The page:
My journey from Nelson to Winnipeg

by Colin Dawes

I started in Dental School at Manchester in 1953. After the 2nd MB, BDS exams, in which I shared the Sydney Renshaw prize in Physiology, I had the opportunity to be the first dental student to take a one-year intercalated B.Sc. in Physiology (Pip Thomas was the second!), thanks to a Nuffield Foundation scholarship. Although the Physiology Department wanted me to stay on for an M.Sc., Dean Horace Radden, strongly advised me to finish my dental degree first, which was good advice.

In my final dental year (December 1958), I was fortunate to be the one chosen to spend September at Newcastle Dental School. I was assigned to a different department each day of the week, where I found they often did clinical procedures differently from how we were taught at Manchester.

It was in Newcastle that I had my first experience of a patient having an attack of epilepsy, removed a broken down upper molar which had defeated the best efforts of two Newcastle students, assisted Prof. Fred Hopper (a future Dean at Leeds Dental School) with patients requiring specialistoral surgery and generally felt that my career was influenced by this albeit short stay in a different dental school! However, my life changing experience there was to spend four days in the laboratory of Prof. Neil Jenkins, the leading oral biologist in Britain at the time.

This encouraged me, after graduation and a house surgeon appointment, to work for three years with Prof. Jenkins for a Ph.D. in oral physiology. For someone contemplating an academic career, the most important decision they must make is selection of the best possible supervisor, no matter where they are located. My research initially focused on the inorganic composition of dental plaque and one study involved a comparison of the fluoride concentration in plaque from children from North Shields (0 ppm F in the water) and West Hartlepool (2 ppm F in the water).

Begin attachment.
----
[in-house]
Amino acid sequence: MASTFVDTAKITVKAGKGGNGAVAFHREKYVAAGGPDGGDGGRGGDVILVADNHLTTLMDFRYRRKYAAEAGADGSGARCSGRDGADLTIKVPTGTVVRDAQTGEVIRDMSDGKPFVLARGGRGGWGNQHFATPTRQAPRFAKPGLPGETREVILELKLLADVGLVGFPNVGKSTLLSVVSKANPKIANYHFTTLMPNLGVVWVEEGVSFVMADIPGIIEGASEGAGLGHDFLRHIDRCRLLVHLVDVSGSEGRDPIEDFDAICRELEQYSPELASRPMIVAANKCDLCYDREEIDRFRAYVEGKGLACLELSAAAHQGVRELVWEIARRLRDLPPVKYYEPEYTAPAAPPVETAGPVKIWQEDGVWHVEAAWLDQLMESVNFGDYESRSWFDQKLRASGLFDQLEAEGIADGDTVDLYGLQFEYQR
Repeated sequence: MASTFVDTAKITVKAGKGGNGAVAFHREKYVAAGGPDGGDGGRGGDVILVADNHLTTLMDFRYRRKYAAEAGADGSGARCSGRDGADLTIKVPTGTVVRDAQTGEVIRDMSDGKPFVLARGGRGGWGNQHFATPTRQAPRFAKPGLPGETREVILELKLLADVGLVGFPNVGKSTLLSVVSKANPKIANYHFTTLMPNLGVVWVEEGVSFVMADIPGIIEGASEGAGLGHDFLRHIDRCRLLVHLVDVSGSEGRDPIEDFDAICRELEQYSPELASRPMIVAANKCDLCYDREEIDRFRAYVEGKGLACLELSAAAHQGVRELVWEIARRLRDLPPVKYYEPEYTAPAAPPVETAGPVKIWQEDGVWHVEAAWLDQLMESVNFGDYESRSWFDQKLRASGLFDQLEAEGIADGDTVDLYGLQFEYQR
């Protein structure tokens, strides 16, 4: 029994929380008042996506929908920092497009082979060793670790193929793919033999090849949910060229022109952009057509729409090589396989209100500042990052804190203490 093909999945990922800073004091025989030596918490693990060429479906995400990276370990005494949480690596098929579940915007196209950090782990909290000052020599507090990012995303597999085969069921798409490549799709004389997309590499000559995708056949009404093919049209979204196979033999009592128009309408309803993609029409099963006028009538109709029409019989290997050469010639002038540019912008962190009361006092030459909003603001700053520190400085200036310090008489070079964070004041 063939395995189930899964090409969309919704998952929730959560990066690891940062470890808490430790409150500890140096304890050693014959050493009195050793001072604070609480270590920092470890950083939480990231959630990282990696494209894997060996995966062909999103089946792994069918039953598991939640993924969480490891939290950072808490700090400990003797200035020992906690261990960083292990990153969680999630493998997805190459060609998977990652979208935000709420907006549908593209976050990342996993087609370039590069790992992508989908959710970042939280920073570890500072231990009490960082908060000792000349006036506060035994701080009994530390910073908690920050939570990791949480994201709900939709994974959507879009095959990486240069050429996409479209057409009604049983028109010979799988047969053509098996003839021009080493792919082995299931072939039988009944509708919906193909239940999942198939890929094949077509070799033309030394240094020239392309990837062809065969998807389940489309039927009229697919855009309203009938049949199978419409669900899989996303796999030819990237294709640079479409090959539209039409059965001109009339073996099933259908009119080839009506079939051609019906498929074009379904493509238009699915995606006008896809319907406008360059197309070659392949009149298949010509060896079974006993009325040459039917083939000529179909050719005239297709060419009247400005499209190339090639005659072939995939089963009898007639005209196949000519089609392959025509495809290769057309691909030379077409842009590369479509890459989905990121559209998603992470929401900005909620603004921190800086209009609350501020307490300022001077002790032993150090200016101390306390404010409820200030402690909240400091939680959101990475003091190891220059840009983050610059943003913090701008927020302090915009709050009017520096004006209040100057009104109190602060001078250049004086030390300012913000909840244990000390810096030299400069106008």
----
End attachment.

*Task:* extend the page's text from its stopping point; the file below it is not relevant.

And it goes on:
I had never seen so many caries-free children as in those from West Hartlepool and I became a great believer in the value of water fluoridation as a protection against dental caries. I also did studies on some of the many factors influencing the flow rate and composition of saliva. While a student I was told virtually nothing about saliva but I am sure that has now changed.

When I began writing my thesis, I found the literature on dental plaque and the other integuments of the teeth to be very confusing and, together with Profs. Jenkins and Tonge, I came up with a recommended nomenclature, which is still commonly used today. I finished my Ph.D. in 1962 but there were no academic positions available in oral biology in the UK, where the only four positions available in the whole country were all held by relatively young men.

However, Prof. Jenkins had a stream of visitors from around the world, one being Finn Brudevold, of fluoride fame, from Boston. He did not have a post-doctoral position available but he put me in touch with Prof. Jim Shaw at the Harvard School of Dental Medicine (HSDM) in Boston. Jim Shaw was a biochemist and a leading authority on the effect of diet on dental caries in rats, so I was set to work in a laboratory which had recently been occupied by Phil Holloway, before he left for a position in Children’s Dentistry in Manchester.

After spending two years in Boston where I did studies on both rat caries and on the proteins in human saliva, I applied for a faculty position at the virtually new Dental School at the Univ. of Manitoba in Winnipeg, Canada where in 1964, I was appointed an Associate Professor and promoted to Full Professor in 1972. The Dept. Head in Biochemistry (Iz Kleinberg) had taken his Ph.D. with Neil Jenkins and the Head of Physiology (Charles Dowse) had done a postdoc with Neil Jenkins. Despite having these research interests in common, however, I never worked on research with them except for one project with Charles Dowse.